Tag Archives: jaws

Smug Film Podcast Episode #4 – The Best Movies We’ve Seen Lately / Are Movies Terrible? (4/28/14)

bestmovieslately
1:06:45 | View on iTunes | Download Mp3

On this episode, I am joined by fellow Smug Film contributors John D’Amico and Jenna Ipcar. We discuss the best movies we’ve seen lately, new and old. Then, we take a quick break for a movie joke by comedian Anthony Kapfer, and close the show with a few questions from the mailbag, one of which sparks an impassioned rant from John!

If you have a movie-related question you’d like answered on the show, leave it in the comments or email us at Podcast@SmugFilm.com.

If you enjoy the podcast, be sure to subscribe on iTunes, and leave a rating and a comment on there as well. Doing this helps us immensely as far as our ranking on there, which is what allows people to be able to discover us. Word of mouth is always best of all though, so spread the word!

Movie Stuff Referenced in this Episode:
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Smug Film Podcast Episode #3 – Movies That Got Us Into Movies (4/21/14)

movietheaters 1:15:47 | View on iTunes | Download Mp3

On this episode, I am joined by fellow Smug Film contributors John D’Amico and Jenna Ipcar. We discuss the movies that got us into movies, and were our gateway into obsession. As always, we go on tangents along the way, take a quick break for a movie joke by comedian Anthony Kapfer, and then close the show with questions from our mailbag.

If you have a question for the show, leave it in the comments or email us at Podcast@SmugFilm.com.

If you enjoy the podcast, be sure to subscribe on iTunes, and leave a rating and a comment on there as well. Doing this helps us immensely as far as our ranking on there, which is what allows people to be able to discover us. Word of mouth is always best of all though, so spread the word!

Movie Stuff Referenced in this Episode:
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An Interview with Director and Actress Joan Darling, Pioneer of the 70’s

joandarling
Joan Darling (bottom left), part of the cast of Owen Marshall: Counselor at Law (1971-1973)

Joan Darling entered show business as an actress on the New York theater scene in the 1960s, then became a fixture of early 70’s television. In 1974, she made the leap from acting to directing and quickly made history as one of the first and most successful women directors in television. She had an instant knack for it—her debut, Mary Hartman, Mary Hartman, a soap opera parody, has become an enduring cult classic for its dark-edged humor and deep understanding of the desperation and sadness of the American home.

Highlights of her career include a Mary Tyler Moore episode, Chuckles Bites the Dust, which, for its deft tightrope-walk between comedy and pathos, TV Guide calls the greatest television episode ever; a classic M*A*S*H episode, The Nurses, which  revolutionized the way the show portrayed women; and a leading role in an episode of The Psychiatrist, directed by a pre-Jaws, pre-Duel Spielberg.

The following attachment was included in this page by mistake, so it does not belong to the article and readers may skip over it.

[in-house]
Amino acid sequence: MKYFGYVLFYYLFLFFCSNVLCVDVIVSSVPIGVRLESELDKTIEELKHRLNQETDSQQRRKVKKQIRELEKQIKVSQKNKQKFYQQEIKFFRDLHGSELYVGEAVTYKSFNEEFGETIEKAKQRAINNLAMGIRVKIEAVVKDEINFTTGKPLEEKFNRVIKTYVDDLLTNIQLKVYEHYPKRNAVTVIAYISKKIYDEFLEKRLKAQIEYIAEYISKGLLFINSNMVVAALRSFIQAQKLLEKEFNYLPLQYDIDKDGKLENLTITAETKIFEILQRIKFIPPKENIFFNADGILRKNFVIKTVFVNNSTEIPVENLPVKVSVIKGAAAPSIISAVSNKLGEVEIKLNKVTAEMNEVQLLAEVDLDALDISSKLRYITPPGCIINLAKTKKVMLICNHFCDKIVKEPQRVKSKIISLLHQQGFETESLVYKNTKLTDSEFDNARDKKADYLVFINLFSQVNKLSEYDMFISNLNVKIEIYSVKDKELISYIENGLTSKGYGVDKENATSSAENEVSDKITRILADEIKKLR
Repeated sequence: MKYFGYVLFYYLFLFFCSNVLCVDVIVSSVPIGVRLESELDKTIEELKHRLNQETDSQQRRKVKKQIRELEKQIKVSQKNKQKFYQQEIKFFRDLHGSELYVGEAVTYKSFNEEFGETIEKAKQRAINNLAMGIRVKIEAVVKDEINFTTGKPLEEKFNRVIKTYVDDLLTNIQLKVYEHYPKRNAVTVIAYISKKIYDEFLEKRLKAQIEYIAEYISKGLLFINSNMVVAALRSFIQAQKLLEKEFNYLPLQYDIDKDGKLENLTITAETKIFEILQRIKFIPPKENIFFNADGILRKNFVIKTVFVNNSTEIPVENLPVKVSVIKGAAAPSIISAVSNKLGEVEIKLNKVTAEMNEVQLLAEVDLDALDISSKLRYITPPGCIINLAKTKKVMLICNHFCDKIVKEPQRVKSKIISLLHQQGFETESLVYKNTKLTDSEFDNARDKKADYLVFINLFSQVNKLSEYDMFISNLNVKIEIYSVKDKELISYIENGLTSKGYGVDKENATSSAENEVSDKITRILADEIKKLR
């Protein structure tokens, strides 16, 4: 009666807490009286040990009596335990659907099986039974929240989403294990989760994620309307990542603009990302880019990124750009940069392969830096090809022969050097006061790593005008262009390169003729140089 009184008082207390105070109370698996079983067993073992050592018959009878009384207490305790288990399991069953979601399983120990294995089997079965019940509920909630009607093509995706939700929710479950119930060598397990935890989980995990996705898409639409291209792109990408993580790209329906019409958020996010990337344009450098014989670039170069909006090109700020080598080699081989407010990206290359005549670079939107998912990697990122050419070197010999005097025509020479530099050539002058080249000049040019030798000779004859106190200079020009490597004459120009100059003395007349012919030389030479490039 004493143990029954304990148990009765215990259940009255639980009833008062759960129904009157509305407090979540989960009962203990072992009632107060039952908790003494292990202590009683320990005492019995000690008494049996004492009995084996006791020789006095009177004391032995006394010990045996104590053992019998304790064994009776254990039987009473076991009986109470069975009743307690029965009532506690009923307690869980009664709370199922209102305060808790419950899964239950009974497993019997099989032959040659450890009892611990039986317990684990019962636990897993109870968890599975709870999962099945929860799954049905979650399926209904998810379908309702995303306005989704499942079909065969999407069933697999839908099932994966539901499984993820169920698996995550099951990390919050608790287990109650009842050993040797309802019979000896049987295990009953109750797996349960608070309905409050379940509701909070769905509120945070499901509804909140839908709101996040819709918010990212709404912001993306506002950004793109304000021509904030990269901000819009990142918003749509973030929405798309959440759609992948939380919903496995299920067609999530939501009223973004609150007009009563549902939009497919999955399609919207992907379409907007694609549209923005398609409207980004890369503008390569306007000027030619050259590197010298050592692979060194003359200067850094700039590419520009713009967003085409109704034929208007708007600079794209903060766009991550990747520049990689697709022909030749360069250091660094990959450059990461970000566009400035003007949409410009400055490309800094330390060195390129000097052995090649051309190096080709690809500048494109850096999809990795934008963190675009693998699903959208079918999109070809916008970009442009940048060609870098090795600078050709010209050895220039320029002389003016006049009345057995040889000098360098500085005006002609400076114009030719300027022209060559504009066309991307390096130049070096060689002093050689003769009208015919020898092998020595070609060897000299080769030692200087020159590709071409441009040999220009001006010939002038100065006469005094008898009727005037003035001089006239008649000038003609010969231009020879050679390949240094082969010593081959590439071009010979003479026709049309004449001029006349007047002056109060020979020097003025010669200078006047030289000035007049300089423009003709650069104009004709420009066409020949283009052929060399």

These days, Joan teaches acting and directing classes at the Sundance Filmmakers Lab. She agreed to a phone interview, and in about an hour, I learned more about the arts of acting and directing than I ever thought possible:
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Smug Film Podcast Episode #1 – Writing About Film (4/7/14)

writingabout
1:07:12 | View on iTunes | Download Mp3

This is the very first episode of the Smug Film podcast! On this episode, I am joined by fellow Smug Film contributors John D’Amico and Jenna Ipcar. We discuss Matt Zoller Seitz’ article, Please, Critics, Write About the Filmmaking, and what we believe the duties of a film reviewer are. We also go on tangents—from Russian cinema to the ideal usage of DSLR cameras—and to close, we answer questions from our mailbag. Be sure to listen to the very end of the episode for a movie joke by comedian Anthony Kapfer!

If you have a question for the show, leave it in the comments or email us at Podcast@SmugFilm.com.

If you enjoy the podcast, be sure to subscribe on iTunes, and leave a rating and a comment on there as well. Doing this helps us immensely as far as our ranking on there, which is what allows people to be able to discover us. Word of mouth is always best of all though, so spread the word!

Movie Stuff Referenced in this Episode:
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Special Effects: Why They Look Right When They Look Right

JAS001CA
The late, great Ray Harryhausen. (1920-2013)

When I was a little kid my grandpa showed me King Kong, the 1933 one.  King Kong doesn’t look real, but it looks good, because it looks right.  Looking ‘right’ is the key.

Special effects are perhaps film’s biggest point of separation from the other arts.  In literature, if you want a monster in your story, you just describe it.  But a movie has to convince you what you’re looking at is real, even when you’re looking at the most not real things humans can dream up.  This takes a perfect synthesis of human imagination, technology, and innovation.
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